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How Dangerous Can a Sneeze Be?

During a book signing event in Harlem in 1958, the first assassination attempt on Dr. Martin Luther King's life came at the hands of Izola Ware Curry, who was later diagnosed as a paranoid schizophrenic. King almost died that day at Blumstein’s department store. When two responding police officers arrived, they found King sitting in a chair with an ivory-handled letter opener stuck in his chest.

The police carried the chair and King to a waiting ambulance, telling him, "Don't sneeze; don't even speak." The surgeon at New York's Harlem Hospital embarked upon a delicate, time-consuming rescue operation -- the sharp tip of the letter opener was touching King's aorta, and his chest had to be opened up to get it out. "If you had sneezed during all those hours of waiting," Dr. Aubrey Maynard later told King, "your aorta would have been punctured and you would have drowned in your own blood."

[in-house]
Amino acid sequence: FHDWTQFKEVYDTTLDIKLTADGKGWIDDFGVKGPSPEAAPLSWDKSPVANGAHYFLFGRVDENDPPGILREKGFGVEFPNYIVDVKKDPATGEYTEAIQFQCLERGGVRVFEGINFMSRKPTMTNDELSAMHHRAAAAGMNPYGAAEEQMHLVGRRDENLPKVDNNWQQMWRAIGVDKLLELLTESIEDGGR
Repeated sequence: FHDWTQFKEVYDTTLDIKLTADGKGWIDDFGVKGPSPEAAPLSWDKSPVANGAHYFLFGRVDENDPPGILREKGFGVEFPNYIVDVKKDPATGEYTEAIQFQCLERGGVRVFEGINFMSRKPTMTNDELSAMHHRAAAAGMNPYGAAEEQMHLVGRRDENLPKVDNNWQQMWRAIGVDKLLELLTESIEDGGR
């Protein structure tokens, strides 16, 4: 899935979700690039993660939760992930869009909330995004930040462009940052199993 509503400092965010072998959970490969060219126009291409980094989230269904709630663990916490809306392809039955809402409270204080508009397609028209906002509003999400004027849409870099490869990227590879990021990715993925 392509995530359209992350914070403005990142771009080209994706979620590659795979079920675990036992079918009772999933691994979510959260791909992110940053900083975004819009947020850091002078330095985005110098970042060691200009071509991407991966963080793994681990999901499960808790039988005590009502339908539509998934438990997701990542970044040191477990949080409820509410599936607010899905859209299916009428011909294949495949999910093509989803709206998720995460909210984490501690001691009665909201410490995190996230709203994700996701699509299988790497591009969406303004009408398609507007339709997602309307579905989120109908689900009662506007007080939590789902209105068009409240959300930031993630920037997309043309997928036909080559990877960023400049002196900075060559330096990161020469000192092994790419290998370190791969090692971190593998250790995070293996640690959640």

More about the 1958 attack against Dr. King:

  • Izola Curry suffered from incapacitating paranoid delusions. For example, she believed that the NAACP was persecuting her, following her, and making it impossible for her to find steady work. That's what motivated her to attack King.
  • King was autographing copies of his first book, Stride Toward Freedom: The Montgomery Story, in Blumstein’s when Curry entered the store armed with a loaded pistol in her bra and the letter opener in her purse. She was charged with attempted murder.
  • Tragically, King would be murdered by James Earl Ray in Memphis in April 1968.
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